The coronavirus has been a bonanza for scolds who enjoy bashing others for even the smallest of perceived mitigation infractions.

Some scolding is useful, but in some cases, it has become what New York Times writer David Leonhardt calls “coronavirus absolutism.”

These days, there is a new absolutist health fad: the discouragement — or even prohibition — of any behavior that seems to increase the risk of coronavirus infection, even minutely.

People continue to scream at joggers, walkers and cyclists who are not wearing masks. The University of California, Berkeley, this week banned outdoor exercise by on-campus students, masked or not, saying, “The risk is real.” The University of Massachusetts Amherst has banned outdoor walks. It encouraged students to get exercise by “accessing food and participating in twice-weekly Covid testing.”

A related trend is “hygiene theater,” as Derek Thompson of The Atlantic described it: The New York City subway system closes every night, for example, so that workers can perform a deep cleaning.

Does any of this over-reaction make a difference?

Prohibiting outdoor activity is unlikely to reduce the spread of the virus, nor is urging people always to wear a mask outdoors.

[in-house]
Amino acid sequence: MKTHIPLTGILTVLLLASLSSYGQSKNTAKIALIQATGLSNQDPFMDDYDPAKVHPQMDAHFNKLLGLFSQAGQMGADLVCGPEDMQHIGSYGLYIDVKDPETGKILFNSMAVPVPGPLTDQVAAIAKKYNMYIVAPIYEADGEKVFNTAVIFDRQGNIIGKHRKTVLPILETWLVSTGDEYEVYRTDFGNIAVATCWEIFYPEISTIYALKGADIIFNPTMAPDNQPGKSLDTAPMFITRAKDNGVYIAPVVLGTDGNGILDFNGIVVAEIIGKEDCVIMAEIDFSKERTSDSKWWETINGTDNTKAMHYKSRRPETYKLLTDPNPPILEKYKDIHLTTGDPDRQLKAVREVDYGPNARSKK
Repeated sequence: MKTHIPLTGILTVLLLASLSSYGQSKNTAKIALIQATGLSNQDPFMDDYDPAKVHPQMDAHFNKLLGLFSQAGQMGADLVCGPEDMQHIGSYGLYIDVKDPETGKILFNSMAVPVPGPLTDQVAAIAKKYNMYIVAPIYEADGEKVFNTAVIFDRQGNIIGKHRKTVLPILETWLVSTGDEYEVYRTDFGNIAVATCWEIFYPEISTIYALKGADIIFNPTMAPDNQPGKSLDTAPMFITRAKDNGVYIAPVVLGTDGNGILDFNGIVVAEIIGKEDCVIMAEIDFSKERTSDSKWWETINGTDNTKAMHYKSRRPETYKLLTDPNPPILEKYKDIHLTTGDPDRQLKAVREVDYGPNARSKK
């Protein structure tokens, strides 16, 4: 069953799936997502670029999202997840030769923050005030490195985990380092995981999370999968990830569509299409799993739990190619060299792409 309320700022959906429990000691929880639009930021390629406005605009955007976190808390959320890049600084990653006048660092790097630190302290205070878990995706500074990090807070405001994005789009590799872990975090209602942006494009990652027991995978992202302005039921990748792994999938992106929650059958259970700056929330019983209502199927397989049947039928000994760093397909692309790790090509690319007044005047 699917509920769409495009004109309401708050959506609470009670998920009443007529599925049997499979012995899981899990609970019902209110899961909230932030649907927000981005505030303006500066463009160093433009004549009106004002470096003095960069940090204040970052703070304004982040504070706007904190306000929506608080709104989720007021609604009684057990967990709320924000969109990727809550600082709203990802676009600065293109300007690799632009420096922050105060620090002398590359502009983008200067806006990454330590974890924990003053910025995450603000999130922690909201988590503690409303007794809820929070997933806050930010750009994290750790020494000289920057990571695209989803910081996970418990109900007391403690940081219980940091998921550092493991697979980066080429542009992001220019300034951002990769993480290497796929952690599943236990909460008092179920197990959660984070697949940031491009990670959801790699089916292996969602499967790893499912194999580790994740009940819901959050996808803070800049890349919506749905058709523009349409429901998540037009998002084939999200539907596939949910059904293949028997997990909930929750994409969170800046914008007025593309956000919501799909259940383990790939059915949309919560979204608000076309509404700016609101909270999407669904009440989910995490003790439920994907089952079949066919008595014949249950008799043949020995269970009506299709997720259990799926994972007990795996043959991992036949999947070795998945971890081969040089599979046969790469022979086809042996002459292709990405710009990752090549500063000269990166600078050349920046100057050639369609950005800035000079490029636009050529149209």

Okay. How about absolutism? Does it make sense to take every possible precaution anyway because it might – possibly – make a difference?

Telling Americans to wear masks when they’re unnecessary undermines efforts to persuade more people to wear masks where they are vital. Remember: Americans are not doing a particularly good job of wearing masks when they make a big difference, indoors and when people are close together outdoors.

Banning college students from outdoor walks won’t make them stay inside their dorm rooms for weeks on end. But it probably will increase the chances that they surreptitiously gather indoors.

And spending money on deep cleaning leaves less money for safety measures that will protect people, like faster vaccination.

Bottom line: wear a mask where it makes sense to do so (public indoor spaces in particular). And wash your hands (your mom was right about that all along).